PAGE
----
15 Jun Debt Management Programs: Better Than Bankruptcy?
Most of us get bombarded via e-mail, radio and TV by ads promising, “Avoid bankruptcy! Wipe out more than half of your credit card bills!” Sounds too good to be true. But do they really work? Well, sort of. But not quite in the way you might expect.
These programs typically work by telling you simply to stop paying your credit card debt and send monthly payments to them, building up a lump sum of cash to use for settlement. When the debt is charged off, the expectation is that the creditor will agree to settle the account for a lump sum at a discount. And in many cases, they do. But that’s not the whole story. There are many, many problems with these “Debt Management” programs:
1. The fees these programs charge are a significant percentage of the debt (and typically much, much higher than the fees for filing for bankruptcy), and you pay a lot (including “maintenance fees,” “set up fees” and “management fees” just for the privilege of paying these folks to work for you) before the company actually does anything for you. If you can’t complete the program or if the results aren’t what you expected, you don’t get these fees back.
2. Because you stop paying your debts and your account is charged off, your credit is trashed, and the resulting hit to your credit score can be worse than filing for bankruptcy.
3. You will receive calls and letters from collection agents for months, while these stop immediately when you file for bankruptcy (and if they don’t, you can sue the creditor for violating the automatic stay).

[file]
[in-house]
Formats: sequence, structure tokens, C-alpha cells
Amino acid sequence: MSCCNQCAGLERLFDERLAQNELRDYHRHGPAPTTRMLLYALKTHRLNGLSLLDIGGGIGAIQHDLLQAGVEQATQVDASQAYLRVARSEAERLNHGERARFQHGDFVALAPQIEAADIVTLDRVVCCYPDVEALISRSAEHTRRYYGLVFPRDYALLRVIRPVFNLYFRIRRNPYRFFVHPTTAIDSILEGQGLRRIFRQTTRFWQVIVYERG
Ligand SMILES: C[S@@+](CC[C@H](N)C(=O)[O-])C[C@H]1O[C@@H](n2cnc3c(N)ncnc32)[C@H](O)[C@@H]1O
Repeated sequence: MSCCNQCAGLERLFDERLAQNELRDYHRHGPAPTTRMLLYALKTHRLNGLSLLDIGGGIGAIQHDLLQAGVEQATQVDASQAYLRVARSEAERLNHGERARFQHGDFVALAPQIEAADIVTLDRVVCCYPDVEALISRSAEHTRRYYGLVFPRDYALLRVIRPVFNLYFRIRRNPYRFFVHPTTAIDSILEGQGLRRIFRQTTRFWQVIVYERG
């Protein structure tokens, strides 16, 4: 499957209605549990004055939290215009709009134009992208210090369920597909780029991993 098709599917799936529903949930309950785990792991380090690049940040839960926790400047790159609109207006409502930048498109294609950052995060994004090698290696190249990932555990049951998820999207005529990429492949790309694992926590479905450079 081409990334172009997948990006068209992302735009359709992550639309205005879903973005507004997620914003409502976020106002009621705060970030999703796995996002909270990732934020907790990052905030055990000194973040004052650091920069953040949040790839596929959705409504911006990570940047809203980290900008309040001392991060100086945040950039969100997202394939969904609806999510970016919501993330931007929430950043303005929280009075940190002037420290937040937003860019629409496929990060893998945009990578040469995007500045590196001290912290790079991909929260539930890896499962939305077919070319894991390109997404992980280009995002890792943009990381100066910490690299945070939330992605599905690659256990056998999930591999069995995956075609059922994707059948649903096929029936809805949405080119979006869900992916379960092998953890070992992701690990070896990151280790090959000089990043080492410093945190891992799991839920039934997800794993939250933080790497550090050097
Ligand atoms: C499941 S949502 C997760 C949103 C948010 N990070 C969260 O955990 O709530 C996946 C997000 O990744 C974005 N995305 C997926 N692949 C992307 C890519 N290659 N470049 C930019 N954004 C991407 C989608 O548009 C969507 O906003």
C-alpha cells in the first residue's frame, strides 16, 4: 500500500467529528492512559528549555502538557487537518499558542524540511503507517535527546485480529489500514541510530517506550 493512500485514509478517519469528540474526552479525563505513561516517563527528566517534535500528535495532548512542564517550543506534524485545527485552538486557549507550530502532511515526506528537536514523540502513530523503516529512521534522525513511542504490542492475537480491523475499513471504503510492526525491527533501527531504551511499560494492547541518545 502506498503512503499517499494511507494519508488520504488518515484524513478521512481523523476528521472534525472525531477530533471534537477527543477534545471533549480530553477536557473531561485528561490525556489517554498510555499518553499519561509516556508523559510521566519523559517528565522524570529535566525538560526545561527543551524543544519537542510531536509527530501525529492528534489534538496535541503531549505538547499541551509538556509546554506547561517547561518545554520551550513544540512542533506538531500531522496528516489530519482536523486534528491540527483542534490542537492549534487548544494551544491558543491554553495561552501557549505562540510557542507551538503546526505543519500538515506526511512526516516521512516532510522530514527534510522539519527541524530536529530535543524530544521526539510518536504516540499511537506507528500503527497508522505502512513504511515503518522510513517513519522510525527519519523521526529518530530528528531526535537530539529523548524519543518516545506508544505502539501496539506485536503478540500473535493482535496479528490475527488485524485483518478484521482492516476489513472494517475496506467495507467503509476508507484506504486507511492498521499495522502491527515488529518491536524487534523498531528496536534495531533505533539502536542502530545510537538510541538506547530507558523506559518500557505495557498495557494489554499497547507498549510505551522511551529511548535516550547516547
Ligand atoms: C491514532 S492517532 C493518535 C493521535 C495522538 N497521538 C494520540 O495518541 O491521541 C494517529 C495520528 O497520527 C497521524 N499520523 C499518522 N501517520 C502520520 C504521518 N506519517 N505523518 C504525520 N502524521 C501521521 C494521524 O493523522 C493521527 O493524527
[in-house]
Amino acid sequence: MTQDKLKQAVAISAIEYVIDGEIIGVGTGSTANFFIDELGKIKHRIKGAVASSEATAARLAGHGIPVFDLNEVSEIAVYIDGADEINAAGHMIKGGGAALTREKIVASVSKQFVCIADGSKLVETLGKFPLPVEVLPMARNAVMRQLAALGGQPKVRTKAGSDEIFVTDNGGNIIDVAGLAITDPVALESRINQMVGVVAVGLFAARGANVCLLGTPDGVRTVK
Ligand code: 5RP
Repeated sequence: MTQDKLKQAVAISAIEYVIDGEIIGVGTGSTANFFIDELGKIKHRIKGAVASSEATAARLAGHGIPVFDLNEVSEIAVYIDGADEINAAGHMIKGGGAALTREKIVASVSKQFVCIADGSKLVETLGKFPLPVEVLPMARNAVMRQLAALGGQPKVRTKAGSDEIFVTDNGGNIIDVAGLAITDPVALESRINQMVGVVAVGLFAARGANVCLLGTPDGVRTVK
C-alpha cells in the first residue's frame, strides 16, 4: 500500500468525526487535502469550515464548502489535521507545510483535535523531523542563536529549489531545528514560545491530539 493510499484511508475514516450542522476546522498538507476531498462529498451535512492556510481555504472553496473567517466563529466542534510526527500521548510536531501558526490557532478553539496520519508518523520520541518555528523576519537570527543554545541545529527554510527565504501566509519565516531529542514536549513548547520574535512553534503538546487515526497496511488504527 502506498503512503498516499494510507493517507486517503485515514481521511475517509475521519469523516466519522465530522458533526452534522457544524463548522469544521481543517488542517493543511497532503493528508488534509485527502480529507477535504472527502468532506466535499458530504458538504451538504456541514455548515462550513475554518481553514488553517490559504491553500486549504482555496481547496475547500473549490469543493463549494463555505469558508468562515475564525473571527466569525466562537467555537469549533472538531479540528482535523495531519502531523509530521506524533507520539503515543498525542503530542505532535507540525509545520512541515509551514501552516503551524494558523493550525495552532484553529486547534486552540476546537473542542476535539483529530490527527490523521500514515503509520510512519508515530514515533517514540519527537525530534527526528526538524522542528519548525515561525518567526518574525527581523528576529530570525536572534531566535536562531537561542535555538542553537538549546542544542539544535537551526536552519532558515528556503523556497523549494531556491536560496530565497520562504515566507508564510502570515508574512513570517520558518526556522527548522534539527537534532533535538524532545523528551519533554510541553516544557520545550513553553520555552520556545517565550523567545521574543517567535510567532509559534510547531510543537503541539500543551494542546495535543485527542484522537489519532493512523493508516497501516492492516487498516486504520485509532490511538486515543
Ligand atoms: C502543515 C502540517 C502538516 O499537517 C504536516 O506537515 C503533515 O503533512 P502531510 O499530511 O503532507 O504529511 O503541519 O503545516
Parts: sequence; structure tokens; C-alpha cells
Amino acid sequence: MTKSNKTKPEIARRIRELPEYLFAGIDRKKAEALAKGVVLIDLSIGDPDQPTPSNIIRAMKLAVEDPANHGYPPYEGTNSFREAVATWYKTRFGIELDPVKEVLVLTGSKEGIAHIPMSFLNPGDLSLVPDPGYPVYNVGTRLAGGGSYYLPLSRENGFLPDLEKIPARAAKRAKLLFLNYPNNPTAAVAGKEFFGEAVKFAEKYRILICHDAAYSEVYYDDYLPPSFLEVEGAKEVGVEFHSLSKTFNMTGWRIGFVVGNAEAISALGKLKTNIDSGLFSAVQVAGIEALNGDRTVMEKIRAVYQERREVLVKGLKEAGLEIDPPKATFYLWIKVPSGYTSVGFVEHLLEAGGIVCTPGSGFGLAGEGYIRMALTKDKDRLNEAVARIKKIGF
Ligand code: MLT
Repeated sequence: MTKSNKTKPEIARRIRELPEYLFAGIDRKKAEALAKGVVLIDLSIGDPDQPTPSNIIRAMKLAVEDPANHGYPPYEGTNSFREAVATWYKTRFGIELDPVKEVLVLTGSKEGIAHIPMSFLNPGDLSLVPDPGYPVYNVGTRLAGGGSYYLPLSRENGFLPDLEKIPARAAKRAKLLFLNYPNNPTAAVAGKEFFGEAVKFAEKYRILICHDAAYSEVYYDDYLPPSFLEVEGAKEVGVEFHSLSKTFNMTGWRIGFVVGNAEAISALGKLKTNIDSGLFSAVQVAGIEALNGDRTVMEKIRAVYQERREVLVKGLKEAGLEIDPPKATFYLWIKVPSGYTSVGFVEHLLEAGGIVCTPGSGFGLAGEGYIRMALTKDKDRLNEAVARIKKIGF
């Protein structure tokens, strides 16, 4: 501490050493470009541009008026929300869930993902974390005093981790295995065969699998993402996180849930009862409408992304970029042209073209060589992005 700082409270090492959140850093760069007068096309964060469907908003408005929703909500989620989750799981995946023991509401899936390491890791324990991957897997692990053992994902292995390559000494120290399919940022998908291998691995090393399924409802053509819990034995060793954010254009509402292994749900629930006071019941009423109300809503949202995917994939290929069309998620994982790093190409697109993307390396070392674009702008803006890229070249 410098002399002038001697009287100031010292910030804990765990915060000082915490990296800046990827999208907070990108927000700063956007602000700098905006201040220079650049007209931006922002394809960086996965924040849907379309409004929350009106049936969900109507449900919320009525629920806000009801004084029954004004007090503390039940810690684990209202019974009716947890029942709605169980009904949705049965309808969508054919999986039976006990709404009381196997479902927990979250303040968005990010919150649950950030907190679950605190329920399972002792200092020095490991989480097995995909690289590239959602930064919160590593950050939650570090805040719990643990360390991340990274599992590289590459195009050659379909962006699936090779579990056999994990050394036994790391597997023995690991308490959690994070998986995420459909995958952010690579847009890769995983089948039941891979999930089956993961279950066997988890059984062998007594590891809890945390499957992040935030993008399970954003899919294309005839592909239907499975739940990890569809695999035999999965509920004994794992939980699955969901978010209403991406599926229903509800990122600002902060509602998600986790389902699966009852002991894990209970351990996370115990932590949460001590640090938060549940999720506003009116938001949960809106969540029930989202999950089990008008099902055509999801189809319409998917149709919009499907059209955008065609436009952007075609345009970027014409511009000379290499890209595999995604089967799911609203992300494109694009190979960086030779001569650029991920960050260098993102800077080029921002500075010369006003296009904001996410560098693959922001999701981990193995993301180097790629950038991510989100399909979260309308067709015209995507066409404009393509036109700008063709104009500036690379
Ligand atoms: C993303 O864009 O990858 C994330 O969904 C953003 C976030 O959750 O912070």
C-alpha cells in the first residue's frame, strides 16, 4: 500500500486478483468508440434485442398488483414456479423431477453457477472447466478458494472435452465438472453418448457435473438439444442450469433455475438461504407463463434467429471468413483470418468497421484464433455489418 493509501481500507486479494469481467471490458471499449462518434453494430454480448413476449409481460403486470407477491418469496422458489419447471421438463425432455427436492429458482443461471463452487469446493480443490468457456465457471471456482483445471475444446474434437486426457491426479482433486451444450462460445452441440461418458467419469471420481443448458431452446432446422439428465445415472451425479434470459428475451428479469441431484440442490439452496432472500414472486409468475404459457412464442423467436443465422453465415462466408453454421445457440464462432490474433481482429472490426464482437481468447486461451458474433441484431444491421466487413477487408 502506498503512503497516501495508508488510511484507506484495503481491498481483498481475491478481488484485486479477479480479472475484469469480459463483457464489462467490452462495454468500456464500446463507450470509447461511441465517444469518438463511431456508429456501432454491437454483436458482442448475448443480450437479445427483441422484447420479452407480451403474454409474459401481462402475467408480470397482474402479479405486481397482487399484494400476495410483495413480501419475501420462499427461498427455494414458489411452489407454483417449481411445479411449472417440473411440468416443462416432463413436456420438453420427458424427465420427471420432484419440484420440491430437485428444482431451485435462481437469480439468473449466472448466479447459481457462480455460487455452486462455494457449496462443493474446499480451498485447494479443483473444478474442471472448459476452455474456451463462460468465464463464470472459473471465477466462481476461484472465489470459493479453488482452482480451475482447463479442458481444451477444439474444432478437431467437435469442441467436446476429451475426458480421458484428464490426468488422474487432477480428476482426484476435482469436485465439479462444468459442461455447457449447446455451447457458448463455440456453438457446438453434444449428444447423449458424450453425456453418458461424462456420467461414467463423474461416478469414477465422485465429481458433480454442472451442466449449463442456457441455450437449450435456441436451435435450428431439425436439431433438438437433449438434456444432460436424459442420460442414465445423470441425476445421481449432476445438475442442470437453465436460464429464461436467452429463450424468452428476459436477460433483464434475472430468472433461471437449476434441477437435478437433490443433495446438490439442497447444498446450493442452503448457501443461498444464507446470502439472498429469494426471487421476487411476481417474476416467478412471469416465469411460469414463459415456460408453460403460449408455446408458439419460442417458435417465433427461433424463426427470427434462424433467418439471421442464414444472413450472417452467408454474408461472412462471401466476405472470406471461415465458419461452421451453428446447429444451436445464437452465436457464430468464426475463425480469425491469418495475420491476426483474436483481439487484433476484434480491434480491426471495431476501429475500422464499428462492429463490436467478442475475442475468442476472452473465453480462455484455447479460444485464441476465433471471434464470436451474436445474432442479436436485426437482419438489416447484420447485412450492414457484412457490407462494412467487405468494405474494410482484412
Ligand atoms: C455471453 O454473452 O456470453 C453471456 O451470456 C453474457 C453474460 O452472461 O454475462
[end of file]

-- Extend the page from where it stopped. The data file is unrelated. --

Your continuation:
4. You may be sued by the creditor, while you can’t be sued once you file for bankruptcy.
5. You will get a 1099-C and have to pay income taxes on the difference between what you owe and what you pay, while you won’t get a 1099-C when you file for bankruptcy and discharge all your credit card debt.
6. There are no guarantees that the creditor will reduce the amount by anything approaching “less than half,” while a Chapter 7 bankruptcy will, absent unusual circumstances, result in your paying $0 on your credit card debt.
7. They can do nothing to help you with mortgage or car arrearages or tax debt, while Chapter 13 can give you 5 years to pay back these sums, normally without interest.
8. These programs don’t do anything that you can’t do yourself.
Get informed! If you’re considering using a “Debt Management Program,” be sure to ask these questions, and get your answers in writing. Speak with a bankruptcy attorney as well, and ask the same questions. Only then should you decide what is best for you and your circumstances.
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